by Kim Niemi
What's the one thing you don't want to do if you find your company has committed an act of social sabotage? Lie about it.
Why? Someone will catch you and post about it. Like us.
Bad owl. Bad!
Owl image from Feans
On Saturday, Jezebel called attention to Hooter's Facebook post of an inappropriate image showing "a young woman laughing in pink hot pants. She has a blanket stuck to her shorts that, if you squint real hard and imagine for a few minutes, looks like it could pass for a vagina. The caption below the photo reads "Exhibit A: Proof she was asking for it, your honor."
Whoa. Here's the photo:
How did it end up on the Hooters Facebook page?
Obviously somebody put it there.
Hooters initially tweeted that the page had been “compromised,” following up with a statement on their website claiming the page had been hacked.
But nobody is really buying it. Here are just a few of the comments their tweet generated:
But what else were they supposed to do? Say, as one commenter put it, “Our intern is an idiot”?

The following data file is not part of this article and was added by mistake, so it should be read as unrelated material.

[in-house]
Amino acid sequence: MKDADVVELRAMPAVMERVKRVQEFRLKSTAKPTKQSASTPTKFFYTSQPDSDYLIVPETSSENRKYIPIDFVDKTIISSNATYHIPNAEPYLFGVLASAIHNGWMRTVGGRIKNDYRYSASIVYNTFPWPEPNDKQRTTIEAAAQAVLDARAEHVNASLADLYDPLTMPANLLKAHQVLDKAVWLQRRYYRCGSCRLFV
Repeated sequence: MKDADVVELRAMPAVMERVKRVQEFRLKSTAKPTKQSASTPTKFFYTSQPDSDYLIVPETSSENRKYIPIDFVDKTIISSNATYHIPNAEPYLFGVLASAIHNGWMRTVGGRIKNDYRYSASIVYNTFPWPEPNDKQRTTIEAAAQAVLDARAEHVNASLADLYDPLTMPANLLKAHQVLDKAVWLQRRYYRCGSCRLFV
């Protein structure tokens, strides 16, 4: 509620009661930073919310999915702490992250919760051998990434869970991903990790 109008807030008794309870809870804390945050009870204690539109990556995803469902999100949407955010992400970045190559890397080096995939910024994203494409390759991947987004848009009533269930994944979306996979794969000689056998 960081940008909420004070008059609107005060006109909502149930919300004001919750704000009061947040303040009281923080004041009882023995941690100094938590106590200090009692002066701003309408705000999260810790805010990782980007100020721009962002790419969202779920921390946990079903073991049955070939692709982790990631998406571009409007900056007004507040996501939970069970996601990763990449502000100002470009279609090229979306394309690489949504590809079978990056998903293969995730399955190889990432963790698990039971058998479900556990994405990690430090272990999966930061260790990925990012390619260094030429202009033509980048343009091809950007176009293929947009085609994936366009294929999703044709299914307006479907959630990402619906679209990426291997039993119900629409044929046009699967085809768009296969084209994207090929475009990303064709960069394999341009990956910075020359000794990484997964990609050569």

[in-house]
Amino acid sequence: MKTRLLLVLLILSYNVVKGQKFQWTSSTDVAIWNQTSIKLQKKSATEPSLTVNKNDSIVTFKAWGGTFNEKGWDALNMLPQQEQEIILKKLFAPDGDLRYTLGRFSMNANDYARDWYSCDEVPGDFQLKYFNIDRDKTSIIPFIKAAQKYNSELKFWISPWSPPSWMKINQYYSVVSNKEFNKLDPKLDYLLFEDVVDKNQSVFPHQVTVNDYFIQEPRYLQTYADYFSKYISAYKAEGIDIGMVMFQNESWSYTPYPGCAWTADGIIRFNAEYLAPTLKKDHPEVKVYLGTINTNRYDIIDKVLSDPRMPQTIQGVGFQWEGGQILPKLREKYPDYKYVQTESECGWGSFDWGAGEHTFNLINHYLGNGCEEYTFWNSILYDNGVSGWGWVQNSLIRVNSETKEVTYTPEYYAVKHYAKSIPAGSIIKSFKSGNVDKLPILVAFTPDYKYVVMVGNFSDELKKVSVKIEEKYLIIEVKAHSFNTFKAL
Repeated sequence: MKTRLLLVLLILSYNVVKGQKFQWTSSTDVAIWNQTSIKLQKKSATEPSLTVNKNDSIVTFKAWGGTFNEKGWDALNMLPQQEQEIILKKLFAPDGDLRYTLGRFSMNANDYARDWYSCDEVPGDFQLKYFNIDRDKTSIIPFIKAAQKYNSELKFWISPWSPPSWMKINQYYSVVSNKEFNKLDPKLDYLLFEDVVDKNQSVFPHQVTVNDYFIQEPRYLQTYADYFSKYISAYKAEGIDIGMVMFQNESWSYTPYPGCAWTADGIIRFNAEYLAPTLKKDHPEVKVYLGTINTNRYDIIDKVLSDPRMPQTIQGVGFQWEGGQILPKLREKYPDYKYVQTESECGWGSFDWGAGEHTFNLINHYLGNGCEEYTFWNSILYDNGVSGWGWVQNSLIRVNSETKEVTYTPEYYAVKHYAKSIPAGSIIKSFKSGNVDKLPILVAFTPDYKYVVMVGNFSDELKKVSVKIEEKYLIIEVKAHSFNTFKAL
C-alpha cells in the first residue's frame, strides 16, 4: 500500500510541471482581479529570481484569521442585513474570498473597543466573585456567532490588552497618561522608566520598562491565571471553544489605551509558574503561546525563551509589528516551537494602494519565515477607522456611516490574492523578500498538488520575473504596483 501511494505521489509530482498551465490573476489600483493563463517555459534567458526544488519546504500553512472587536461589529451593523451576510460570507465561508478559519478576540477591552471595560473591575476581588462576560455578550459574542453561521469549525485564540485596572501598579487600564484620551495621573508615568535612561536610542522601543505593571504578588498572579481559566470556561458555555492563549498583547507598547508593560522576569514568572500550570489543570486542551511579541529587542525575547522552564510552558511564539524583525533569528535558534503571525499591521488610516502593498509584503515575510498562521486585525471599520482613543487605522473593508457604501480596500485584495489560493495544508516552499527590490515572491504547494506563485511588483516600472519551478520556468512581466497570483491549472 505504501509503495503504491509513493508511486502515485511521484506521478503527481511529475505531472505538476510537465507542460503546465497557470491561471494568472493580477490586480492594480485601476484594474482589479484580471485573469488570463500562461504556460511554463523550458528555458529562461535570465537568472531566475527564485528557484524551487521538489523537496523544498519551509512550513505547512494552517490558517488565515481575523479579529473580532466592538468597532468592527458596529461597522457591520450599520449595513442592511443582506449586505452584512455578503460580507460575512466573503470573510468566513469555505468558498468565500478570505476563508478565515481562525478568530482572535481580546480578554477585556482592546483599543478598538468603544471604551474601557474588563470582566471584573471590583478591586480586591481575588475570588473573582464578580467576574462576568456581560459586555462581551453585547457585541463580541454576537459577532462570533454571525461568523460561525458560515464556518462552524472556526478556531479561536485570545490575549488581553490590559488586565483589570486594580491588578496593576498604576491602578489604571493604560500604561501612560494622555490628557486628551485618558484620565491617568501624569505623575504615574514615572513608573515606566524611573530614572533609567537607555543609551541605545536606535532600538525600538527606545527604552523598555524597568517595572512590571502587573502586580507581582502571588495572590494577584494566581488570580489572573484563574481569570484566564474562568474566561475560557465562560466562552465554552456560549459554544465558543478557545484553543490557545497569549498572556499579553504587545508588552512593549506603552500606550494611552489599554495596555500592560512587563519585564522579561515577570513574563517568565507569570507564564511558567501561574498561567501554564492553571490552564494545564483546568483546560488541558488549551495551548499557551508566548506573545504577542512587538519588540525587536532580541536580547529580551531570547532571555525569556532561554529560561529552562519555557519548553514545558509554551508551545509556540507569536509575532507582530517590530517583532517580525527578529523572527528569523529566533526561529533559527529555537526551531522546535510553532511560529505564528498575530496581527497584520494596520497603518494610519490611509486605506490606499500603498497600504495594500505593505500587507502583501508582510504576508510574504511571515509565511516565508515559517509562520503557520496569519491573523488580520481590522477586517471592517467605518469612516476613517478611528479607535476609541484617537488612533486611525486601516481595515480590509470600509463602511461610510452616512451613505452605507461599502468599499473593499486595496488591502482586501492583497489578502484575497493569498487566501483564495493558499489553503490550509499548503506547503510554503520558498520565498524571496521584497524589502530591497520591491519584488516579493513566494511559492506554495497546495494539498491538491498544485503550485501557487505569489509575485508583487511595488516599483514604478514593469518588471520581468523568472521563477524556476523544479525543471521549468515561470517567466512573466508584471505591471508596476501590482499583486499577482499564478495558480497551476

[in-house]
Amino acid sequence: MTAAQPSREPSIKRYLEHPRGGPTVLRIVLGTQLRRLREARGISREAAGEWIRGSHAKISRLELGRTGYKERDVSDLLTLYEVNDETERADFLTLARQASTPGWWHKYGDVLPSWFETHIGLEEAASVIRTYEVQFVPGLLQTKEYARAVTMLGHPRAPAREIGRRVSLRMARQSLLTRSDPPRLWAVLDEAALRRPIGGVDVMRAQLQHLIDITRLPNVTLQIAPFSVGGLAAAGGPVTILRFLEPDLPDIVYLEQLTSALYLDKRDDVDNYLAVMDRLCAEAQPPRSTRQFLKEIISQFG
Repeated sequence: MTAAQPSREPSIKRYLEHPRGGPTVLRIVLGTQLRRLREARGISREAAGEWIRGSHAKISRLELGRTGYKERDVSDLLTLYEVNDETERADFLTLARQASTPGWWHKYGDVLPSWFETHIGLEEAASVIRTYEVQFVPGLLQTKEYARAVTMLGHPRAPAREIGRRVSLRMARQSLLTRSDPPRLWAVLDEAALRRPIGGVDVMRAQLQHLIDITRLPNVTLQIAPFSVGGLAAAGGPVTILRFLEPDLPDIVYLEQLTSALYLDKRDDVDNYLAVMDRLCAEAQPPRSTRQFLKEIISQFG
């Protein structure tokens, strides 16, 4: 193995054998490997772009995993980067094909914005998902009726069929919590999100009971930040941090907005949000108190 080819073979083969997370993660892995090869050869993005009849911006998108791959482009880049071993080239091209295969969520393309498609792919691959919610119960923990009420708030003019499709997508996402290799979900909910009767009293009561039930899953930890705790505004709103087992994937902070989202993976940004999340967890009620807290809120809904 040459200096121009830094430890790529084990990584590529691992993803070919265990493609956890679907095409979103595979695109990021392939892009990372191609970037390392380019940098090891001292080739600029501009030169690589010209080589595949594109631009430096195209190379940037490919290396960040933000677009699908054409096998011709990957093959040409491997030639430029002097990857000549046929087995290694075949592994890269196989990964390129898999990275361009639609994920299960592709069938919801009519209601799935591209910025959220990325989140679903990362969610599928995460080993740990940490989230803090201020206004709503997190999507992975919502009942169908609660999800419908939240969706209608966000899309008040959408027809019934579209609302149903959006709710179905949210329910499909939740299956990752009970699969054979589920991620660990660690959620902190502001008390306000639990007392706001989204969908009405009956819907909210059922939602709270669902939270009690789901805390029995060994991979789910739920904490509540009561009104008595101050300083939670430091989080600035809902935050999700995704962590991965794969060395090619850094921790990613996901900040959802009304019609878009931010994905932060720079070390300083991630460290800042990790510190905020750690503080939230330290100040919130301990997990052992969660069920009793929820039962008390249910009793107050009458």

Yes. If that’s the truth, then yes. Not in exactly those words, but certainly it’s fine to say that someone messed up big time and has been fired, rather than concoct a cover story that isn’t plausible anyway. The odds of a major company like Hooters having their page hacked are slim. It’s more likely that whoever was running the page has a sick sense of humor, and thought it would be funny to post it.
The ensemble the girl in the photo is wearing is pretty much a Hooters uniform in different colors, which is another reason the post seems intentional. The problem, as it always is, is that the intentions of the person in charge of posting didn’t match up with the intentions of the company at large.
Hooters does get points for quickly addressing the issue and apologizing, but the hack story seem a little too convenient. If they are that vulnerable to hackers, they need to get to work – or more social sabotage moments could be in their future. If it was a case of bad judgment by a social media intern or other, I imagine they’ll be much more selective in the future. Either way, they had to learn the hard way.
Want to avoid a similar hard lesson? Contact us for a social sabotage audit, so we can help you avoid social sabotage before it happens.